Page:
Have you ever wondered how some people can convince everybody to believe what they want them to? It’s like they know some sort of Jedi mind trick. The truth is it’s not as hard as it seems. Psychological research shows that there are several ways you can persuade someone into doing what you want, without them even knowing it. You don’t have to be the boss to make people listen to you. You just need to know what to say, and how to say it.

Along with your communication style, there are also environmental elements that come into play. Companies like Ikea know how to take advantage of this. For example, they sell food for a much lower price than you would find at a restaurant or grocery store, making customers feel like they are getting a great deal on all of their items. Successful business people and marketers understand the importance psychology plays in their success. Here are some of the top tips and tricks that can help you get an edge over your competition.

Emotional Appeals

According to studies, consumers tend to relate more to psychological and emotional appeals compared to function and feature appeals. Big companies like Coca-Cola and Nike use this in their ads all the time. For example, how many commercials have you seen for Nike that actually talk about the features of the shoe or how comfortable they are to wear? It’s not that these features are not important to consumers, but watching people accomplish amazing athletic feats while wearing their shoes is much more exciting. The next time you want to describe a product or service you are trying to sell, instead of concentrating on the features, explain to them how this product or service will improve their life.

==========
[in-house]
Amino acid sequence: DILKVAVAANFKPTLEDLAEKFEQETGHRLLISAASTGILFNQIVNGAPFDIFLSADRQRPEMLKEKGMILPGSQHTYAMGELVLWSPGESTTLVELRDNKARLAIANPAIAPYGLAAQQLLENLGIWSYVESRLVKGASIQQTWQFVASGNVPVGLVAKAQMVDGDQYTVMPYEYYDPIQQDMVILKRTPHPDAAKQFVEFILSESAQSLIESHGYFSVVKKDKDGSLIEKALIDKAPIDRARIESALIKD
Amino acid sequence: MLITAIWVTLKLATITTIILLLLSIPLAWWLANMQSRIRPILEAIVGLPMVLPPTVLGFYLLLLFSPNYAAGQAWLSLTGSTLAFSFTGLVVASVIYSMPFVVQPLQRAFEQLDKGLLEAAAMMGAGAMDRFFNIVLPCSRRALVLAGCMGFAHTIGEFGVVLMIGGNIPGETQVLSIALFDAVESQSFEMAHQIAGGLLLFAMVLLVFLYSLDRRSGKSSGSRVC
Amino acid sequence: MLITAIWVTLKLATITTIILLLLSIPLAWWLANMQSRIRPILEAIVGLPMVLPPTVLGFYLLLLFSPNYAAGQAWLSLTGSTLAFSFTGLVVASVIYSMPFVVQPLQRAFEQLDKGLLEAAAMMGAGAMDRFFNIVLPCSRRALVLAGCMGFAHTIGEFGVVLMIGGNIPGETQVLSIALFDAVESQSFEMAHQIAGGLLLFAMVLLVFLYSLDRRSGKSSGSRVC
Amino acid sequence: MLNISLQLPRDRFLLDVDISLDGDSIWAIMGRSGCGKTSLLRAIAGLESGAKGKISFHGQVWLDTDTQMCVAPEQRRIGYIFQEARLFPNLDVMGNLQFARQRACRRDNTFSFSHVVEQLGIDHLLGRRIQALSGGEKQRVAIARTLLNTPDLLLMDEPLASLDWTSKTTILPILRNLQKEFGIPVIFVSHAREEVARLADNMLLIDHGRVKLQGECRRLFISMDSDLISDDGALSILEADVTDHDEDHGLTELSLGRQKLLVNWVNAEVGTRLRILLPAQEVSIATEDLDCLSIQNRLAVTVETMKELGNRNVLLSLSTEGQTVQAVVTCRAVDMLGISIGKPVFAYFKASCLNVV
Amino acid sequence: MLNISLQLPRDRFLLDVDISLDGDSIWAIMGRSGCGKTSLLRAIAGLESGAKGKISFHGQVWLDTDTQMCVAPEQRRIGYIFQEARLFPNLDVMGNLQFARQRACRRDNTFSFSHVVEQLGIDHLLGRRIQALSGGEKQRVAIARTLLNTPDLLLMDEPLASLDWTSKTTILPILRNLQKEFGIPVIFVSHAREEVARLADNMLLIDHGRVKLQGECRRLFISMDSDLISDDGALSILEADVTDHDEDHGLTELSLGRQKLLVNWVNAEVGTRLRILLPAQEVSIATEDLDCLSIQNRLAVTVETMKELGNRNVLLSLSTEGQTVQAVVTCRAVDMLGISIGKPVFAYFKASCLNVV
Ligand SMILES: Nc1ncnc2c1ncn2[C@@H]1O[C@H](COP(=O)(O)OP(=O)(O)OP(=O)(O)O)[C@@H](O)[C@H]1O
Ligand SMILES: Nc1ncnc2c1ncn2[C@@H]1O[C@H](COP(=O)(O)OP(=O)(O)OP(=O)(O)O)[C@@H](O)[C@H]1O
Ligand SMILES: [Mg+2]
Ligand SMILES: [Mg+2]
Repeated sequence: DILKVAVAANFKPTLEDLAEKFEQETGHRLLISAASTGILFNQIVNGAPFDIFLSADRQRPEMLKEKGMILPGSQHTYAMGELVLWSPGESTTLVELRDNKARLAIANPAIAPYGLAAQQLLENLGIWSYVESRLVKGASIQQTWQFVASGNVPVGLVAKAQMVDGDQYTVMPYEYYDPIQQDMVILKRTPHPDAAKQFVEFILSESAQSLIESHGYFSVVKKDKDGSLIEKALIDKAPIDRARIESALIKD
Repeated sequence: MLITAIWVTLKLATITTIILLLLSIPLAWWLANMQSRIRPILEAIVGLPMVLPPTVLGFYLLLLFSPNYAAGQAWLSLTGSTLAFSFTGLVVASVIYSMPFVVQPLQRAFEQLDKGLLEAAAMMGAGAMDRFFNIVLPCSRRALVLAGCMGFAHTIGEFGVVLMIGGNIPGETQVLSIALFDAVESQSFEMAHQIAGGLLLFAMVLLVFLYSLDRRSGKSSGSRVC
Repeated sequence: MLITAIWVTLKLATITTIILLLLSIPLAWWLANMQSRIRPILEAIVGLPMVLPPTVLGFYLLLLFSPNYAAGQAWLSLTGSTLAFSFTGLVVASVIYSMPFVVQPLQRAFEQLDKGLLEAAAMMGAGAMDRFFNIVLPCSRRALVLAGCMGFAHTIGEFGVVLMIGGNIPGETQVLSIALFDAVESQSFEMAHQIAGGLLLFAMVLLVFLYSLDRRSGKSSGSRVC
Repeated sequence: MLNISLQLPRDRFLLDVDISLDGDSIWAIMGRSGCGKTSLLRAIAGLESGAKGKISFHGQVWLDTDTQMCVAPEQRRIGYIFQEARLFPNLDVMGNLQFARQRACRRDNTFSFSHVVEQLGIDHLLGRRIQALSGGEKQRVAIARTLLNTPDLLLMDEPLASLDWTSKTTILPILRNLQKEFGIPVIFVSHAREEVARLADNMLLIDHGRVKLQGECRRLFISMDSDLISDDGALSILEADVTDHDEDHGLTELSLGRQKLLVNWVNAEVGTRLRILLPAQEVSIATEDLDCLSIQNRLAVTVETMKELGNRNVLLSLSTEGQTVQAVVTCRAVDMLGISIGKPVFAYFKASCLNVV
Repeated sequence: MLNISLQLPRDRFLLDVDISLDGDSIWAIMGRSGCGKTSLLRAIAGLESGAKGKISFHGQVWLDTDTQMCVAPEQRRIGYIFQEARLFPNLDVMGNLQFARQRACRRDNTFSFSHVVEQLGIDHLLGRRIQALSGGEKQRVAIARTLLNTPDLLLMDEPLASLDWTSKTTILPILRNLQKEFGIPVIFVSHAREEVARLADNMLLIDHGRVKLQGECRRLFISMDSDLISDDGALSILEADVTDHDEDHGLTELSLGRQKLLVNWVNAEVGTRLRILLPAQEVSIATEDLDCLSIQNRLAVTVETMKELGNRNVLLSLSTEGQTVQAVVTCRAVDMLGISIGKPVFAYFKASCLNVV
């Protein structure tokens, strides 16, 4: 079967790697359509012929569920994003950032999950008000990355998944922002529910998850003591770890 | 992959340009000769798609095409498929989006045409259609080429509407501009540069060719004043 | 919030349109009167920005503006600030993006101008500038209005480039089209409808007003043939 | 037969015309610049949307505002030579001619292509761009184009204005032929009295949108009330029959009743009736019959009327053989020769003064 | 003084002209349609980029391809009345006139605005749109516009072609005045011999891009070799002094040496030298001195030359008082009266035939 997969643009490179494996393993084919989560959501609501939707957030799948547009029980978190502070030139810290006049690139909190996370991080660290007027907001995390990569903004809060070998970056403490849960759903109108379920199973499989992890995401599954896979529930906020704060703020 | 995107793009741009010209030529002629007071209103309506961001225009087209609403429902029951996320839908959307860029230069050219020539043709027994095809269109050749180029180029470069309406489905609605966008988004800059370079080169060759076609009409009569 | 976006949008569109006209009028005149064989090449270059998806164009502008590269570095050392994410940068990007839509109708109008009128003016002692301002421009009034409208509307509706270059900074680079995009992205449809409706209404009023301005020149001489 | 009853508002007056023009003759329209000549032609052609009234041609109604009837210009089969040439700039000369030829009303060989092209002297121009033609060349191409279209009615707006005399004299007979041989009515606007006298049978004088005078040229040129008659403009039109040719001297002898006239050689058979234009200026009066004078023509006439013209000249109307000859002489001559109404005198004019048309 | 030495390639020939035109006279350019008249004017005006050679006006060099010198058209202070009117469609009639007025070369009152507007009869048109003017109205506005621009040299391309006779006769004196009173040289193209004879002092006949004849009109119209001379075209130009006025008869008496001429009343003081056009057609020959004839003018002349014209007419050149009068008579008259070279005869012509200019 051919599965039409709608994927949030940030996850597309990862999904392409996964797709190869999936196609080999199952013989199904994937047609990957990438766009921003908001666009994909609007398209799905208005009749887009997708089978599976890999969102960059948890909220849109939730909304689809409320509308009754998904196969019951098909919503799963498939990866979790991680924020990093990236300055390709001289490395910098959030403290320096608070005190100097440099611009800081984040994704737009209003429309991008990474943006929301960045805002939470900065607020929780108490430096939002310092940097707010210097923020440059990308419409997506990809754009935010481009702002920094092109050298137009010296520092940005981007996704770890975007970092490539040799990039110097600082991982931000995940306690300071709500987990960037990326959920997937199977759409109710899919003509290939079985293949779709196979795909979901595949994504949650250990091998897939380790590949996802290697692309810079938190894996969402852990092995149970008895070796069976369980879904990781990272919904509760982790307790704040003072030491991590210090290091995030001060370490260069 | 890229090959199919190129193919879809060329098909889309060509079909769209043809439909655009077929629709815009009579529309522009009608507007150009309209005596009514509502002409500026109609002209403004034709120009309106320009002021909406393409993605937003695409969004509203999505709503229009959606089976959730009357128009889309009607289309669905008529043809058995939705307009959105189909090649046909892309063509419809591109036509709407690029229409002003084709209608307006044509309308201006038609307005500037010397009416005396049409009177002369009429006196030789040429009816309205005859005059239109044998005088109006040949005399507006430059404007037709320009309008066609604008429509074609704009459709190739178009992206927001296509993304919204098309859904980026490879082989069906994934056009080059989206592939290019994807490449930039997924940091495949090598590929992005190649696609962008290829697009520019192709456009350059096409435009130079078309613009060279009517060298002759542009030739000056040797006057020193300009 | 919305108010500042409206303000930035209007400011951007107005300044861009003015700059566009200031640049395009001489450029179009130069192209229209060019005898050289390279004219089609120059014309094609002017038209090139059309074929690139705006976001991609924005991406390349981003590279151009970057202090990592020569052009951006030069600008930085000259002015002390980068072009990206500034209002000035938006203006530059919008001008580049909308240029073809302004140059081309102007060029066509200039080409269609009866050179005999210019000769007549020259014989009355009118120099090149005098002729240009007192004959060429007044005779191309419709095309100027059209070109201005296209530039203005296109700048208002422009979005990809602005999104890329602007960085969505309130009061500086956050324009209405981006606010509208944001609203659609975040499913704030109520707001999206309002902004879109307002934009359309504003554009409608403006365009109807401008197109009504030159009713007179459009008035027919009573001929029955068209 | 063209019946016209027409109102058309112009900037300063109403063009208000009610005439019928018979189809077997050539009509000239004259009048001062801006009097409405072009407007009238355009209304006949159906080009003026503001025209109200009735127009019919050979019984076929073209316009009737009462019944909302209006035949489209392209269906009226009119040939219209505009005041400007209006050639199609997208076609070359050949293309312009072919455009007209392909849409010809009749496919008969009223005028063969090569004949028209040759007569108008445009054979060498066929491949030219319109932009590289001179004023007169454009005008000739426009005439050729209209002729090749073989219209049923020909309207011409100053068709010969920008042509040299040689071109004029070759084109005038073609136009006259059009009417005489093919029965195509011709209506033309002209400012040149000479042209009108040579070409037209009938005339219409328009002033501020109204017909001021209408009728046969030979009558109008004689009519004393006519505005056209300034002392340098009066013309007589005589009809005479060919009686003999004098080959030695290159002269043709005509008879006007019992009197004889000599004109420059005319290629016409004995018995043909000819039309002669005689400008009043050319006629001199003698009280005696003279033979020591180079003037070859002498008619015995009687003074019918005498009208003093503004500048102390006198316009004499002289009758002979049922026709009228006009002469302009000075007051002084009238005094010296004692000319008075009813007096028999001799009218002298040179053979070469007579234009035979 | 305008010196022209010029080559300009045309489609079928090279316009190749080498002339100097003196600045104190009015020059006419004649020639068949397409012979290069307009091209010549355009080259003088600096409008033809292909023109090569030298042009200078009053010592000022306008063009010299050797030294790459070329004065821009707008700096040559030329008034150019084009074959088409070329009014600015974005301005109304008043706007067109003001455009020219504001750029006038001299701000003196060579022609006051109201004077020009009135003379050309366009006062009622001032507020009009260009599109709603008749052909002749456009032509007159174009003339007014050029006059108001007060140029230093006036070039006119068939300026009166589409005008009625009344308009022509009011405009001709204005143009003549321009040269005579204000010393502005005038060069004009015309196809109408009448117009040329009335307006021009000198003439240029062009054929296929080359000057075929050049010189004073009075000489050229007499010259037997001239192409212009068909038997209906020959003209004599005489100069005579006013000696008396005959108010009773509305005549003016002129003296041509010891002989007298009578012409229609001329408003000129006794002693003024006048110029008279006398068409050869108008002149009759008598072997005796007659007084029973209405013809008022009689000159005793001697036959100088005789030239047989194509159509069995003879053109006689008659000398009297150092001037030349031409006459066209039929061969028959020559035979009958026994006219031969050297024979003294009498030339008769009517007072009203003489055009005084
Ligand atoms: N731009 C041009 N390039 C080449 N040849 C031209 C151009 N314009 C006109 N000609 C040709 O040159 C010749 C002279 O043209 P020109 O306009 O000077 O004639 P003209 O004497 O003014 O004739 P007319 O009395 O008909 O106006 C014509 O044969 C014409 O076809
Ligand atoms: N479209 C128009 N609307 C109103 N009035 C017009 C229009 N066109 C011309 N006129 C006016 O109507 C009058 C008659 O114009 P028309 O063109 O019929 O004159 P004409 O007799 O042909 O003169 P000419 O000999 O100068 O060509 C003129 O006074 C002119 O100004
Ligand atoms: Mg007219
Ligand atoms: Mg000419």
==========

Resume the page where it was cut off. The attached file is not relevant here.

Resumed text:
Priming

Priming is sort of like subliminal messaging, and is a tactic businesses have been using for a long time. Psychologists have proved that being exposed to a concept or idea can affect the way you respond to a different, yet related, concept or idea. For example, a commercial for a mini-van shows different families taking advantage of all the room and features available. Now every time you see a mini-van out on the street, you automatically assume that it belongs to a family with kids. A 2002 study has shown that the background on a webpage can also influence the way you look at an item. If you see money in the background, you assume you’re getting a good deal and then explore the cost information.

Illusion of Scarcity

People like to feel important and different. They want things other people can’t get, either because of availability or cost. The illusion of scarcity usually makes people feel the item is more valuable than it really is. Have you ever met someone who paid a ridiculous price for an item, and then bragged about how they have something unique or one-of-a-kind? This is why companies often use slogans like “only a limited amount available” and “get it now while you can.” If you plan on using a slogan to draw more customers to your business, you can find experts in design and creativity on Freelancer.com. Hire a professional, and get your business started today.

Loss Aversion

A study conducted in 1990 by Daniel Kahneman, a Nobel-winning behavioural economist and psychologist, showed that most people are likely to take action if they think they are losing something compared to gaining the same thing. Companies have been quick to use this to their advantage by offering limited-time free trials, because they know consumers will more likely want to keep something they already have as opposed to trying something new for a small cost.

Reposition Your Competition

This is a trick companies use to distance themselves from their competitors. According to the book - Positioning: The Battle for Your Mind, consumers have limited slots when it comes to services and products, so it’s important that your company’s brand is synonymous with the product or service it is selling. For example, Jacuzzi is a brand that makes hot tubs, not the actual name of the product. Yet, most people use the term to refer to all hot tubs. Another great example is Chapstick; when was the last time you heard someone use the term lip balm?